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Windows Command Reference

This part of the blog is dedicated to Windows commands that can be used from Penetration Testers (yea who is your tester?) and Information Security Administrators. In this page I will periodically post Windows tiny simple scripts and commands that a Penetration tester or a Security Administrator can use to:

1. Perform Administration Security tasks (e.g do patch enforcement, silently uninstall software e.t.c).
2. Run Vulnerability Scans (e.g Identify null sessions, test for LANMAN services e.t.c).
3. Do pivoting (e.g after compromising a machine use windows tools to escalate e.t.c).

Test for installed patches 

In order to run WMIC you just open up a command prompt and type wmic and you imminently get an interactive command shell with root accesses.

Identifying the windows security patches  using WMIC

  1.      wmic qfe get description,installedOn

Note: This produces a long list of Windows Patches and when they were installed and exports the results in stdout. That way you know exactly how to attack the workstation or perform remediation to a workstation.

Identifying windows services

  1. sc query type= service (running services)
  2. sc query type= service state= inactive (exist but don’t run)
  3. sc query type= service state= all (running and not running)

Identifying windows startup programs 

This commands are reporting the start up programs:

  1.     wmic startup
  2.     wmic startup list full
  3.     wmic startup list brief
  4.     wmic startup list system

Note: This commands produces a list with all start up programs along with their registry keys, a program description and program name. The options shown above give you various output. Very interesting when doing malware behavioral analysis.

  1. wmic /node:machinename startup list full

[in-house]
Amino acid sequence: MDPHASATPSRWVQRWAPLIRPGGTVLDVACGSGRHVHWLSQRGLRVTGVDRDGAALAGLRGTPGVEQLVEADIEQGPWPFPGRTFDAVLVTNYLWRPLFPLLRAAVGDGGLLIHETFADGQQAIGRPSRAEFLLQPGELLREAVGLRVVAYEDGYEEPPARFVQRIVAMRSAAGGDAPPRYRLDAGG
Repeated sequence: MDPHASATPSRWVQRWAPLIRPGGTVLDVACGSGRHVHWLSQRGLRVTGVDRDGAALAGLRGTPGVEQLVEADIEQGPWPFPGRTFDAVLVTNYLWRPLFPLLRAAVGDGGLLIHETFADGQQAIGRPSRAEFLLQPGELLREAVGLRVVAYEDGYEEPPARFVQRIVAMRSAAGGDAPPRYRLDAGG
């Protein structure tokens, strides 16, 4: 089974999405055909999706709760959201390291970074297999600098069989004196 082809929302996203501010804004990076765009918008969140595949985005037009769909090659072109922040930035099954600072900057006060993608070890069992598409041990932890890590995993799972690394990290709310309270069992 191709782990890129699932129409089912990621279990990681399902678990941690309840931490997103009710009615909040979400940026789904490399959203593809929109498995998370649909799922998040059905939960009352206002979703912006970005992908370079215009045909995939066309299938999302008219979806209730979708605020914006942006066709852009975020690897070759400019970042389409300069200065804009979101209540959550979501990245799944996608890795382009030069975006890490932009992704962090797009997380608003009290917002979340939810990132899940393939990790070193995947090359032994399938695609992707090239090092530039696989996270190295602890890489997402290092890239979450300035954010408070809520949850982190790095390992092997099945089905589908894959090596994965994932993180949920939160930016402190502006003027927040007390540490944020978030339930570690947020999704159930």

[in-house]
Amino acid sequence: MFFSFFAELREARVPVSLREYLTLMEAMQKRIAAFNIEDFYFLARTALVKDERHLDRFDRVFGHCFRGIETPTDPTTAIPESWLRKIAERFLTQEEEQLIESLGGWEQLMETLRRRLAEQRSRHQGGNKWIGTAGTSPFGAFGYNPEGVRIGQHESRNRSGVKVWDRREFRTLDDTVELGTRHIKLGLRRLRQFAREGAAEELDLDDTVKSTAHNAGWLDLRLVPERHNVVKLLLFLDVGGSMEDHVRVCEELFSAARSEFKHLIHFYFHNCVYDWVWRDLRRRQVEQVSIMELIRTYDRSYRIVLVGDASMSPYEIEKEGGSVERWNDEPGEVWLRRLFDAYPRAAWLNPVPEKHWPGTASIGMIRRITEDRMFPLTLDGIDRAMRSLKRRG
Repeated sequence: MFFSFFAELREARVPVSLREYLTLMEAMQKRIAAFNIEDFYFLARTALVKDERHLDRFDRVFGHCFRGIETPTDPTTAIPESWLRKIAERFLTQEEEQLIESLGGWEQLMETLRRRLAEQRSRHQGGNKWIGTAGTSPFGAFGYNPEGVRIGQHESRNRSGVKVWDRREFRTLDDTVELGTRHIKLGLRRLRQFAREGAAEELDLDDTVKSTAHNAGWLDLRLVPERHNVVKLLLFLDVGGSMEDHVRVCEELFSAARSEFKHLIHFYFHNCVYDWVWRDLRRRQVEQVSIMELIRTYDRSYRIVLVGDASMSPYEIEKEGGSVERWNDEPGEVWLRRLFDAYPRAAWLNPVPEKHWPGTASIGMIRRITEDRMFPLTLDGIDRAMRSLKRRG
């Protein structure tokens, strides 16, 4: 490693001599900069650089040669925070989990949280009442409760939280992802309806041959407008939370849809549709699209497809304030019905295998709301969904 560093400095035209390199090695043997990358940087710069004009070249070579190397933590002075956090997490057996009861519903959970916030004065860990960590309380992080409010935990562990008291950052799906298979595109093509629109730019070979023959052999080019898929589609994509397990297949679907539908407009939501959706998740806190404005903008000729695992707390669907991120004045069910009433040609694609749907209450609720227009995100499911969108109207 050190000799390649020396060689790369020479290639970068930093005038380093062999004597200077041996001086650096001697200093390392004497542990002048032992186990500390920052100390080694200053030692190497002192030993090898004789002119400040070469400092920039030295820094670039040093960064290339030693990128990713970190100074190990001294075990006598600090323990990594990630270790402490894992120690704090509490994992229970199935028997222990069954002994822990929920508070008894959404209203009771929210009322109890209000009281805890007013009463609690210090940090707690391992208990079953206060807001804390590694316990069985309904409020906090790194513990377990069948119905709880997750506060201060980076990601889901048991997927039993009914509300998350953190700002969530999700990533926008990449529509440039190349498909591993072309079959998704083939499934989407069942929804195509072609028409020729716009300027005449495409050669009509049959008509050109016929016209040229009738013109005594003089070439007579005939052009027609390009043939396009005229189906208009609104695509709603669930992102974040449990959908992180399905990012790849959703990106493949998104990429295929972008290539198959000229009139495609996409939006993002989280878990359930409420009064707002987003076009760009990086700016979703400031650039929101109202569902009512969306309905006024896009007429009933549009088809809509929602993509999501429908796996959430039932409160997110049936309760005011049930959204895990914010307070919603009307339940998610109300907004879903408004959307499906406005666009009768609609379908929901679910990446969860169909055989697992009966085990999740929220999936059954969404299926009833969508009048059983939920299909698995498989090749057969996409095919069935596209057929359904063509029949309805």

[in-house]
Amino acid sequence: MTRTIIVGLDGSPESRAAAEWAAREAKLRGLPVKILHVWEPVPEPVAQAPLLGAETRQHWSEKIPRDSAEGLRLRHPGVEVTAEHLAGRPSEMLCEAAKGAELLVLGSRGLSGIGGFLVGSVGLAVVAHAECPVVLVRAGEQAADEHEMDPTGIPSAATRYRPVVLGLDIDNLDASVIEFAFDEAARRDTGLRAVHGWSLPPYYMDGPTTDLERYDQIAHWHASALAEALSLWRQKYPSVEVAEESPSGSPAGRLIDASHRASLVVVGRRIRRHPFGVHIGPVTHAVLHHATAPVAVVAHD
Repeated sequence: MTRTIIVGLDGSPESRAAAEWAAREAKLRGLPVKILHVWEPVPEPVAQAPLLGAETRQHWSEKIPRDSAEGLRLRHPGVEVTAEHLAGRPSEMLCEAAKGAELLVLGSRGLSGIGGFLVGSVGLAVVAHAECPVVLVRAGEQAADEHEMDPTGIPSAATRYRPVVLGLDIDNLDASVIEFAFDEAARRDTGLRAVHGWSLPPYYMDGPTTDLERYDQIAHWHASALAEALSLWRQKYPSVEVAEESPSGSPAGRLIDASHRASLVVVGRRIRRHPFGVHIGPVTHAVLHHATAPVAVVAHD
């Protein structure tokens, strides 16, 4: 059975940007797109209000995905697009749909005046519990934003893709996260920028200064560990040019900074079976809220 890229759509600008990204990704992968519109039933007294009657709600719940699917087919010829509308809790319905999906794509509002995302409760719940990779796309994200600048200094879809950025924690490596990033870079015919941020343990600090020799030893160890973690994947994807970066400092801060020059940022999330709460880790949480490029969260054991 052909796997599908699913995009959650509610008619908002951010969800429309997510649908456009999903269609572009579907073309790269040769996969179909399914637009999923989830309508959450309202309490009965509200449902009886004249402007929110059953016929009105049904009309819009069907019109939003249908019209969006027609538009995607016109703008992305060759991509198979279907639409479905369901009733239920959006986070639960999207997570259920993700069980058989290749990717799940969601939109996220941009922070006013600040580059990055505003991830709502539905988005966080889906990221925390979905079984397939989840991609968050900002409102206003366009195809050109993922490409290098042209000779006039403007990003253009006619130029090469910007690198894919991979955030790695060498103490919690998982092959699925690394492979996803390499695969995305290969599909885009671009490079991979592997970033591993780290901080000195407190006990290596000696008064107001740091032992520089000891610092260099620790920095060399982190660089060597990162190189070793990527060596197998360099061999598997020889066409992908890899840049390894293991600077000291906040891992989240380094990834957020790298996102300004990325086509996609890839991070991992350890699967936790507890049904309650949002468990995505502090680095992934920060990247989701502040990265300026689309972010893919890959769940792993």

2. wmic STARTUP GET Caption, Command, User

 Note: Remotely list startup apps

Identifying windows network cards 

WMIC can also give you lots of information about the network cards and drivers:

  1.       wmic nicconfig list

Note: That will give you a list of all network drivers

  1.     wmic nicconfig where IPEnabled=’true’

Note: That will give you a list of IP interfaces.

  1.     wmic nicconfig where index=9 call enablestatic(“”), (“”)

Note: This will update static IP address

  1.     wmic nicconfig where index=9 call setgateways(“”, “”),(1,2)

Note: This will Change network gateway

  1.     wmic nicconfig where index=9 call enabledhcp

Note: This will enable DHCP.

  1.     wmic service where caption=”DHCP Client” call changestartmode “Disabled”
  2.     wmic service where caption=”DHCP Client” call changestartmode “Automatic”
  3.     wmic service where caption=”DHCP Client” call changestartmode “Manual”

Note: This will enable DHCP make disable, automatic or manual the service.

  1. wmic /node:machinename nicconfig where Index=1 call EnableDHCP

Note:  Remotely change IP to use DHCP

  1. wmic /node:machinename nicconfig where Index=1 call EnableStatic (“”), (“”)

Note:  Remotely change the IP to a static IP (Index is Interface#)

Handle Windows Process life-cycle 

The above sets of commands lets you handle all type of process manipulation:

  1.     wmic process
  2.     wmic process list brief
  3.     wmic process list full
  4.     wmic process list system

Note: The above commands list processes in a windows machine.

  1.     wmic /record:processes.xml process list brief
  2.     wmic /record:processes.xml process list full
  3.     wmic /record:processes.xml process list system

Note: After the command runs, your results are stored in xml format.  That’s the only format supported, but this is a handy record of what you typed, when you typed it, and the results you got.

  1.     wmic process where name=’process_name.exe’
  2.     wmic process where name=’process_name.exe’  list brief
  3.     wmic process where name=’process_name.exe’  list full
  4.     wmic process where name=’process_name.exe’  list system
  5.     wmic process where name=’process_name.exe’ delete

Note:The above let you commands search/kill and create processes based on their name.

  1.     wmic process | more

Note: Displays all processes per screen page

  1.     wmic process | findstr “process name”

Note: The above command searches a process name, or process information per line.

  1. wmic /output:wmic.html process list full /format:hform

Note:  List running processes and output to HTML/XSL form.

  1. wmic /node:machinename process list brief /every:1

Note:  Remotely list running processes every second

  1. wmic process where name=”cmd.exe” call getowner
  2. wmic process where name=”cmd.exe” call getownersid

Note:  Get Process Owner or OwnerSID.You can use that to migrate using metasploit to some useful process. 

ICMP and DNS network sweeping 

After taking over a windows box you can use it as a pivot, but what happens if it is a restricted box and you cannot download or upload any tools? Well the following commands will do the job: